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Millionaire tax sought by Obama is panned by GOP as 'class warfare'

Republican leaders accuse President Obama of trying to incite class warfare by proposing the 'Buffett rule' -- a new tax on people making $1 million or more.

September 18, 2011|By Jim Puzzanghera, Los Angeles Times

Reporting from Washington — Top congressional Republicans on Sunday accused President Obama of trying to incite class warfare with his proposal for a new tax on millionaires and said they would not support the measure because it would hurt economic growth.

"Class warfare … may make for really good politics, but it makes for rotten economics," House Budget Committee Chairman Paul D. Ryan (R-Wis.) said on "Fox News Sunday." "We don't need a system that seeks to prey on people's fear, envy and anxiety. We need a system that creates jobs and innovation and removes these barriers for entrepreneurs to go out and rehire people."

The strong opposition by Republicans means the millionaire tax proposal is unlikely to pass Congress. But it promises to become a highly charged centerpiece in the battle over deficit reduction and job creation that will be a focus of the 2012 elections.

Sen. Richard J. Durbin (D-Ill.) showed the tack his party might take when he slammed Republicans for not supporting Obama's $447-billion jobs bill.

"I think his team put together a positive good plan," Durbin said Sunday on CNN's "State of the Union. "What's the Republican alternative? Do nothing and protect the millionaires."

As part of his deficit reduction plan, Obama on Monday will propose a new minimum tax rate for millionaires to ensure they pay an effective federal tax rate at least as high as that paid by middle-class earners, administration officials said.

The president will call the new tax the "Buffett rule" after billionaire investor Warren Buffett, an Obama supporter who has publicly complained that tax breaks allow him to pay a lower rate than his secretary.

The White House did not release details of the proposal, so it's not known what the minimum tax rate for those earning more than $1 million a year would be or how much additional revenue it would produce.

According to White House talking points on the proposal circulated to lawmakers, "no household making over $1 million annually should pay a smaller share of its income in taxes than middle-class families pay."

The White House said the Buffet rule would apply to the top 0.3% of wage earners, and noted that 22,000 people making more than $1 million a year in 2009 paid less than 15% of their income in taxes.

Congressional Republican leaders have said they're open to an overhaul of the tax code, but have been adamant in their opposition to any new taxes. House Speaker John A. Boehner (R-Ohio) said last week that tax increases were "not a viable option" for the special congressional super committee that must find at least $1.5 trillion in deficit cuts by Thanksgiving.

Senate Minority Leader Mitch McConnell (R-Ky.) said wealthy individuals such as Buffett were free to pay more taxes, but the government shouldn't impose an increase on people who help provide the investments that create jobs.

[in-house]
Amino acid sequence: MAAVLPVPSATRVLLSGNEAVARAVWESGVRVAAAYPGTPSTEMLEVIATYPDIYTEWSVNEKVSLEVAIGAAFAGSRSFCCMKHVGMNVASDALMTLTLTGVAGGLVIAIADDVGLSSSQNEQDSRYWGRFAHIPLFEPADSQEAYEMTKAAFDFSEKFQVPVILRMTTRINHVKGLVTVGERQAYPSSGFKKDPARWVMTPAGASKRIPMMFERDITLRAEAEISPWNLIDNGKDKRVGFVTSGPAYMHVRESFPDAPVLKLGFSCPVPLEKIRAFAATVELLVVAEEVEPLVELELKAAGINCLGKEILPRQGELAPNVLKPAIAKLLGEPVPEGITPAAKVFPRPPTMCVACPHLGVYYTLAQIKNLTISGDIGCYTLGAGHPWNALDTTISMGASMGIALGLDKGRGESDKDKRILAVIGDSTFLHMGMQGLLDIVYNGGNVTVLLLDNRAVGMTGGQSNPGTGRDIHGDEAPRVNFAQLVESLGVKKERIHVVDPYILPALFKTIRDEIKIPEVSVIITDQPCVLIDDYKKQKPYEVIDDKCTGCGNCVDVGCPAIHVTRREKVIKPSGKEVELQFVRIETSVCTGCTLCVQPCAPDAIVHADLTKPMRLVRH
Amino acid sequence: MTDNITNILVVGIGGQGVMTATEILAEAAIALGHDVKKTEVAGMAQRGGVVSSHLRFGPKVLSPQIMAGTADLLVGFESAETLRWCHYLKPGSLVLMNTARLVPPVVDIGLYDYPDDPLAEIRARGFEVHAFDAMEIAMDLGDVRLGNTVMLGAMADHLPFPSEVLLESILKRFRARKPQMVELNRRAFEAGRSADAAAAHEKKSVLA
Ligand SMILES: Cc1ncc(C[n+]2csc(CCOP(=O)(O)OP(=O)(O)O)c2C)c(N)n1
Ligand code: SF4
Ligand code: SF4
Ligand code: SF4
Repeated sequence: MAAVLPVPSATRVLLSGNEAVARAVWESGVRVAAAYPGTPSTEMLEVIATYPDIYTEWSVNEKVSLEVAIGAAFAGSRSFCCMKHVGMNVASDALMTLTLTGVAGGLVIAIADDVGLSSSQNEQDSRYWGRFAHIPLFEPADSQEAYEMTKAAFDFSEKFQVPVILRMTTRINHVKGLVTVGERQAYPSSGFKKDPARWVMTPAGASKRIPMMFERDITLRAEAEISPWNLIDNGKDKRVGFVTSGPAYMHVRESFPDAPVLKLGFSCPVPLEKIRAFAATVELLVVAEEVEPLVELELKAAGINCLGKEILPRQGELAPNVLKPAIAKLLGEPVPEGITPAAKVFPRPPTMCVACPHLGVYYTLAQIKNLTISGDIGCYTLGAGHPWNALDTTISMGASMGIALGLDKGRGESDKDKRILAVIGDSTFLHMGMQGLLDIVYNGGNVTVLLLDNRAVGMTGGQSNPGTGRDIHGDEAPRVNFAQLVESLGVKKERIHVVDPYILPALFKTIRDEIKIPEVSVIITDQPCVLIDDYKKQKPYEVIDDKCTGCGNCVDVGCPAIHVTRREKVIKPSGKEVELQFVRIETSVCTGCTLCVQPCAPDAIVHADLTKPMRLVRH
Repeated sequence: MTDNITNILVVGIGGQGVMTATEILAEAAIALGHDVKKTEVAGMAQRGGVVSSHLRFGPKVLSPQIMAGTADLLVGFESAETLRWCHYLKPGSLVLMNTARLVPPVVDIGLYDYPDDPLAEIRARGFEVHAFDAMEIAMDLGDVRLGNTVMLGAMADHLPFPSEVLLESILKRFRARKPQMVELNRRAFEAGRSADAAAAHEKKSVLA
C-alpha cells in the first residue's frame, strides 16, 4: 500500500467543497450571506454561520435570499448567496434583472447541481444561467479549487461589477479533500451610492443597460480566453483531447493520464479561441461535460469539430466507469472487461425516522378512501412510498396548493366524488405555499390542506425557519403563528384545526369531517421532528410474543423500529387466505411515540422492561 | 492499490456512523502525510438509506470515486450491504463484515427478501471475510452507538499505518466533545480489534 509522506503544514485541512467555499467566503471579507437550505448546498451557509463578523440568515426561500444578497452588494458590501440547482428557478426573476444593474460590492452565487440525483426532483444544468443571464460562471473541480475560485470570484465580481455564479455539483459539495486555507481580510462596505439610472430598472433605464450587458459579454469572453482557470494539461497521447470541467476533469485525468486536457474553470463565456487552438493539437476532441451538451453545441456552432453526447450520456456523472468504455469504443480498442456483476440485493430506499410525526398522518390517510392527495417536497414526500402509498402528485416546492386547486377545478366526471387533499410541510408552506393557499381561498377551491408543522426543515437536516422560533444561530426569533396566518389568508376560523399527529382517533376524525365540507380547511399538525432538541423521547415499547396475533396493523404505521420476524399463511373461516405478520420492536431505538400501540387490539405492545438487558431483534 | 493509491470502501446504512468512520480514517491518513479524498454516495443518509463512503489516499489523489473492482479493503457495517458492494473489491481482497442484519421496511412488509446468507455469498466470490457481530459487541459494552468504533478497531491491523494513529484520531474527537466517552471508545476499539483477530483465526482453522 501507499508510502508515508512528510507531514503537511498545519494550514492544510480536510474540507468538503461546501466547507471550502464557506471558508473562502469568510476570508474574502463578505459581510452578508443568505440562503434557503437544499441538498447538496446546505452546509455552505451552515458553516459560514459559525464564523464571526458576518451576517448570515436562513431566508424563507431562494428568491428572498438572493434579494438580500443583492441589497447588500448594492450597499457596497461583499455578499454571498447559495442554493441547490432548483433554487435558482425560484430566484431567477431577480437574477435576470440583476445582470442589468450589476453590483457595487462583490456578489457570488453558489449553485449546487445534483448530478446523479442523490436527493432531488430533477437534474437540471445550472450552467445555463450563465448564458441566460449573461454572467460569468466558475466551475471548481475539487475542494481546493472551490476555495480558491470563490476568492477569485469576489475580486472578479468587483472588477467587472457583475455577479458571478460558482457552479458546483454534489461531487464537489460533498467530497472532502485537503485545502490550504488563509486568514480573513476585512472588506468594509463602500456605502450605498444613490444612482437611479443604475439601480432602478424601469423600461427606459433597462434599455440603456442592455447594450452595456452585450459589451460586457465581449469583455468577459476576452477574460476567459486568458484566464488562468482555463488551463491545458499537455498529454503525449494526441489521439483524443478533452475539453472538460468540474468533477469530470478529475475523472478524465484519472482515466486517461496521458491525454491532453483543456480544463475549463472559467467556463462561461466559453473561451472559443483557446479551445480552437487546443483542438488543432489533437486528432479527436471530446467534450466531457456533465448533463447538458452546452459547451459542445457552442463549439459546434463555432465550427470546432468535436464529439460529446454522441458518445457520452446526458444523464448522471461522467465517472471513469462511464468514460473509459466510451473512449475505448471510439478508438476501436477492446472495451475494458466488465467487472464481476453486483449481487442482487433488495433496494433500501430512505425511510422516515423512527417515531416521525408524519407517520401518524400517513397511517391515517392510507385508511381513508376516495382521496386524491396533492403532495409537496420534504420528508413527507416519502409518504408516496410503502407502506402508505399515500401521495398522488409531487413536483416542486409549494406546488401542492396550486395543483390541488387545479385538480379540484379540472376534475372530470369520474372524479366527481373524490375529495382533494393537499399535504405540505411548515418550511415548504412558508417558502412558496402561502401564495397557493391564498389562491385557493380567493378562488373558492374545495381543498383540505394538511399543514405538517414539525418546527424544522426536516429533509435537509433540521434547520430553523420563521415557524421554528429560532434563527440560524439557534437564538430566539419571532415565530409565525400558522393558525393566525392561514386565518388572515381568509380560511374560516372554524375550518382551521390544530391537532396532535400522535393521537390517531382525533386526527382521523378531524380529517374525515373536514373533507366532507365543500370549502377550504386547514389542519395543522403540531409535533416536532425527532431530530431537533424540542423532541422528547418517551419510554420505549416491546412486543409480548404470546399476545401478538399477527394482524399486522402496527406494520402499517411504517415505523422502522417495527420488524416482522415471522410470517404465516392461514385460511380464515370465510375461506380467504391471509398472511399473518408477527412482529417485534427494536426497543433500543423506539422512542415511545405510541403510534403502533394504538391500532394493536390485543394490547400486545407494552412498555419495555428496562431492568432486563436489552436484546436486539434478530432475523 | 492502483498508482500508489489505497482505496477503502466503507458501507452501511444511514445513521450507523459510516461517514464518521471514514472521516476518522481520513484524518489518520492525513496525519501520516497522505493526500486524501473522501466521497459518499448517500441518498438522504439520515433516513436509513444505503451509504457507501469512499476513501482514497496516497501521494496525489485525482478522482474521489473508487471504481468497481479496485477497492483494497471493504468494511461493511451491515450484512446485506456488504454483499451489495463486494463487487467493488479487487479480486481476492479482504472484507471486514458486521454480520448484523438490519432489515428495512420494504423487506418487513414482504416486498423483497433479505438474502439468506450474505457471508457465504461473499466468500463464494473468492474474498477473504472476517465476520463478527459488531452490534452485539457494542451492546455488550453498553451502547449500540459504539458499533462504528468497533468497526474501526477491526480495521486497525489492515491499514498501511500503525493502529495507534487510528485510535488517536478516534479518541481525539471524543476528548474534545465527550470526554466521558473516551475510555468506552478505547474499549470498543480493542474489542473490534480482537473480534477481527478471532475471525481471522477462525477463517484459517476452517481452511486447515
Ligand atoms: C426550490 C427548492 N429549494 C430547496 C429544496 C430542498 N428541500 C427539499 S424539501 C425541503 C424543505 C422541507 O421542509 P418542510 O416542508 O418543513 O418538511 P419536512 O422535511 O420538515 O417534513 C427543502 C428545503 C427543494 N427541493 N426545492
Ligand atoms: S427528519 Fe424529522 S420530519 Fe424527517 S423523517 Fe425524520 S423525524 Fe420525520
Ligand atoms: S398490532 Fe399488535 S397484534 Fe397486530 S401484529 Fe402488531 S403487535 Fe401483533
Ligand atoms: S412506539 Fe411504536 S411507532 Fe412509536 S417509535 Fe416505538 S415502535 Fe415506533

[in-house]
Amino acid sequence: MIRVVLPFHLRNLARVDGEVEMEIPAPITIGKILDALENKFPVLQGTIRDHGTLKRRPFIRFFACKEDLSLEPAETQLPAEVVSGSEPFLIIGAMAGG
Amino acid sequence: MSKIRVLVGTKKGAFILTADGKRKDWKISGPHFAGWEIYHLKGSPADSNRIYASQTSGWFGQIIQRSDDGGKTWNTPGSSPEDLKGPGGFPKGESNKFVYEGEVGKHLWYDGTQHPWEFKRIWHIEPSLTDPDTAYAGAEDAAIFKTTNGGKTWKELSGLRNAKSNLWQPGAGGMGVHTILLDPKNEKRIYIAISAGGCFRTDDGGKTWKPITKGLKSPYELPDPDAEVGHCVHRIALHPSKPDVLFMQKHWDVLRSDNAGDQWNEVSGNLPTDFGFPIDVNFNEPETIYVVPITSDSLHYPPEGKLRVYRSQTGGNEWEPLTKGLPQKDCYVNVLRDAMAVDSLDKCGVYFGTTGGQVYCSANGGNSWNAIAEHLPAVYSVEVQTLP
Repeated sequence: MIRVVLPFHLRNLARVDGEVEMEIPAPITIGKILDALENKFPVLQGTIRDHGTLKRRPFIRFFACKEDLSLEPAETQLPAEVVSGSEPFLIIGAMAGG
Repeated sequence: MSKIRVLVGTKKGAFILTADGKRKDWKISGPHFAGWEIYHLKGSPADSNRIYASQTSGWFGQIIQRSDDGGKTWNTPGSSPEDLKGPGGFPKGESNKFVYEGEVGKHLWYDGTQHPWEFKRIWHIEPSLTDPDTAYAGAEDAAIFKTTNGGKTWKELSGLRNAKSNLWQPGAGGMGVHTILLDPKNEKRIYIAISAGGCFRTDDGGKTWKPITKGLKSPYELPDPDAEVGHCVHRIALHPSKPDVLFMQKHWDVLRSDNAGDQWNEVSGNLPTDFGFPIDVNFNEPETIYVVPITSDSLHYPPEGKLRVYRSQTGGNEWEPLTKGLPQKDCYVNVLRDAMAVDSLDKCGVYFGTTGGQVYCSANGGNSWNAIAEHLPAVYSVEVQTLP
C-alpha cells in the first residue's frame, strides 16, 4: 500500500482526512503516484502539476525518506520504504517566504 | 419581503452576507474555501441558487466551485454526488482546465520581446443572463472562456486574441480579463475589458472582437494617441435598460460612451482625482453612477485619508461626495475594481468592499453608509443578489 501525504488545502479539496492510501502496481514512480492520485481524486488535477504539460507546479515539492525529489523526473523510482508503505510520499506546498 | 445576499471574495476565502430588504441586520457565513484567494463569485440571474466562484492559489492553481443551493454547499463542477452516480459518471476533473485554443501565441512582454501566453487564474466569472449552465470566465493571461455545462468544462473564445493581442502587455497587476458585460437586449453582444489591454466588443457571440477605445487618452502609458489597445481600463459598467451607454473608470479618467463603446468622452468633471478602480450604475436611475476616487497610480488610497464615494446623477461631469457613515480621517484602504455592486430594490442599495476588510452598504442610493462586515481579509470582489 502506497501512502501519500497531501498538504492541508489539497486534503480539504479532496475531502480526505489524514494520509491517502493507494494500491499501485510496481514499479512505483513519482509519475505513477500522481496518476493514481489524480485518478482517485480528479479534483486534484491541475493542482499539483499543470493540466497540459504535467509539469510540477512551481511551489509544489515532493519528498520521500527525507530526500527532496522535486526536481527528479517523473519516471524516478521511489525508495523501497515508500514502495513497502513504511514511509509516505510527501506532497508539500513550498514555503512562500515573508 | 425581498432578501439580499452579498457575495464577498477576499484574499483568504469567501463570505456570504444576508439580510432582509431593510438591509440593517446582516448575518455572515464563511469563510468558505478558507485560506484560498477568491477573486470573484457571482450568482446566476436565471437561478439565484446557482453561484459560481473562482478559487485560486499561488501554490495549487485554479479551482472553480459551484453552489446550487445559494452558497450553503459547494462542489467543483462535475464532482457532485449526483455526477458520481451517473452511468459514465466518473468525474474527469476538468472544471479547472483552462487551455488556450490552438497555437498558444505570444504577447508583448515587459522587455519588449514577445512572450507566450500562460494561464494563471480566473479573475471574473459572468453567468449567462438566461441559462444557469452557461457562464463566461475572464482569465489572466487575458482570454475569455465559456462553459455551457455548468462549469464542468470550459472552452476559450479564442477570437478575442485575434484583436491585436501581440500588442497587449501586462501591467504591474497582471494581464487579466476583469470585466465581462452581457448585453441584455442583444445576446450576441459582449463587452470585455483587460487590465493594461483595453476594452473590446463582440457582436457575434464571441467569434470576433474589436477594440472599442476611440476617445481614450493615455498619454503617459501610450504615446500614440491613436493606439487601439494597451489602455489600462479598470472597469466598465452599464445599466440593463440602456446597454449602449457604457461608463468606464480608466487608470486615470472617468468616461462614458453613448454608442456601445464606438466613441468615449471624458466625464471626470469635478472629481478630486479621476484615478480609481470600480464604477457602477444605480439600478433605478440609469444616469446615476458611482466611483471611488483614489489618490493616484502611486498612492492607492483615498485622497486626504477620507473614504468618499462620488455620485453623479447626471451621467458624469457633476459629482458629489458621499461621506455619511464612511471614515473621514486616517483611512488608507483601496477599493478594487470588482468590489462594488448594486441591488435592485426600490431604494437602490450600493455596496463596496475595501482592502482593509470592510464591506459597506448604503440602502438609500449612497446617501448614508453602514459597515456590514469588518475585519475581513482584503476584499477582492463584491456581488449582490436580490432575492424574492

"With regard to his tax rate, if he's feeling guilty about it, I think he should send in a check," McConnell said of Buffett on NBC's "Meet the Press." But we don't want to stagnate this economy by raising taxes."

Obama has touted Buffett's complaint about his relatively low tax rate as evidence the wealthy can and should pay more. In an opinion article in August in the New York Times, Buffett said his 2010 federal tax rate was 17.4% because of various tax breaks for investment managers, such as those on capital gains.

The average rate for the other 20 people in his office was 36%.

"If you make money with money, as some of my super-rich friends do, your percentage may be a bit lower than mine," wrote Buffett, chief executive of Berkshire Hathaway. "But if you earn money from a job, your percentage will surely exceed mine — most likely by a lot."

Durbin, the second-ranking Senate Democrat, said Republicans risked the wrath of the public if they opposed raising taxes on people such as Buffett.

"I wonder if John Boehner knows what it sounds like when he continues to say the position of the Republican Party in America is that you can't impose one more penny in taxes on the wealthiest people," Durbin said. "I wonder if he understands how that sounds in Ohio to working families who are struggling paycheck to paycheck."

But Sen. Lindsey Graham (R-S.C.) said Obama's millionaire proposal was simply a political move that would do little to reduce the budget deficit.

"The truth of the matter is if you raise taxes on billionaires and millionaires it adds a de minimis amount of money to the Treasury to pay off the debt," Graham said on CNN, also raising the "class warfare" charge.

Of the approximately 140 million federal income tax returns filed in 2009, about 235,000 reported adjusted gross income of at least $1 million, according to the Internal Revenue Service.

Congress has considered higher taxes for millionaires previously, but the measures did not make it into law.

In 2009, Obama backed a House proposal for a surtax on families earning more than $1 million a year to help pay for his healthcare bill. It was not included in the final bill. And a plan late last year by Sen. Charles E. Schumer (D-N.Y.) to let the Bush-era tax cuts expire for those earning at least $1 million a year was unable to clear the Democratic-controlled Senate.

jim.puzzanghera@latimes.com

Peter Nicholas in the Washington bureau contributed to this report.

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